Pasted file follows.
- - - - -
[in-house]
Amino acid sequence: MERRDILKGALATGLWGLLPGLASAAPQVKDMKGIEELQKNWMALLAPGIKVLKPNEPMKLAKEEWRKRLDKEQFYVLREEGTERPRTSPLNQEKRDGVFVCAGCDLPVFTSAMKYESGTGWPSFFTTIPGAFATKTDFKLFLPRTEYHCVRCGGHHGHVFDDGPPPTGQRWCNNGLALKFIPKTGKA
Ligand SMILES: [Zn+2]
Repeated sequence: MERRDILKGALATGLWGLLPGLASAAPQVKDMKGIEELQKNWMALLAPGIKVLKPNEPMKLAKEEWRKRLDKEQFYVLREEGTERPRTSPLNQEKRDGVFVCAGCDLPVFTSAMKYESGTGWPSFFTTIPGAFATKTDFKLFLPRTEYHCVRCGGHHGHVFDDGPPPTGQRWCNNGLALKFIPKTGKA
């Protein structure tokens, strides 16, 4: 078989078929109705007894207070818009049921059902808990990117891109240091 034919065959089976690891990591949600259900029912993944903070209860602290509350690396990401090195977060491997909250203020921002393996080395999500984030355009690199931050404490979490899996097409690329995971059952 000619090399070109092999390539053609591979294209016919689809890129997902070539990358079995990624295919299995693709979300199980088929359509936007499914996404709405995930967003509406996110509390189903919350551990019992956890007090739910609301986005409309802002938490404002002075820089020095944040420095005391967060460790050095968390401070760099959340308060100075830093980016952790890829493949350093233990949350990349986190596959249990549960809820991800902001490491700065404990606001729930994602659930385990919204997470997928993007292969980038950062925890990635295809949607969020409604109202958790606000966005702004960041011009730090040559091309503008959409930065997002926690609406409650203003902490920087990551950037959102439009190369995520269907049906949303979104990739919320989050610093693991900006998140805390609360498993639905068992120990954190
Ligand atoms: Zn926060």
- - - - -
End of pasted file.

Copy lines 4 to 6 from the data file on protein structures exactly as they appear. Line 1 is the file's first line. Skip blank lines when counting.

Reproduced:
Repeated sequence: MERRDILKGALATGLWGLLPGLASAAPQVKDMKGIEELQKNWMALLAPGIKVLKPNEPMKLAKEEWRKRLDKEQFYVLREEGTERPRTSPLNQEKRDGVFVCAGCDLPVFTSAMKYESGTGWPSFFTTIPGAFATKTDFKLFLPRTEYHCVRCGGHHGHVFDDGPPPTGQRWCNNGLALKFIPKTGKA
């Protein structure tokens, strides 16, 4: 078989078929109705007894207070818009049921059902808990990117891109240091 034919065959089976690891990591949600259900029912993944903070209860602290509350690396990401090195977060491997909250203020921002393996080395999500984030355009690199931050404490979490899996097409690329995971059952 000619090399070109092999390539053609591979294209016919689809890129997902070539990358079995990624295919299995693709979300199980088929359509936007499914996404709405995930967003509406996110509390189903919350551990019992956890007090739910609301986005409309802002938490404002002075820089020095944040420095005391967060460790050095968390401070760099959340308060100075830093980016952790890829493949350093233990949350990349986190596959249990549960809820991800902001490491700065404990606001729930994602659930385990919204997470997928993007292969980038950062925890990635295809949607969020409604109202958790606000966005702004960041011009730090040559091309503008959409930065997002926690609406409650203003902490920087990551950037959102439009190369995520269907049906949303979104990739919320989050610093693991900006998140805390609360498993639905068992120990954190
Ligand atoms: Zn926060």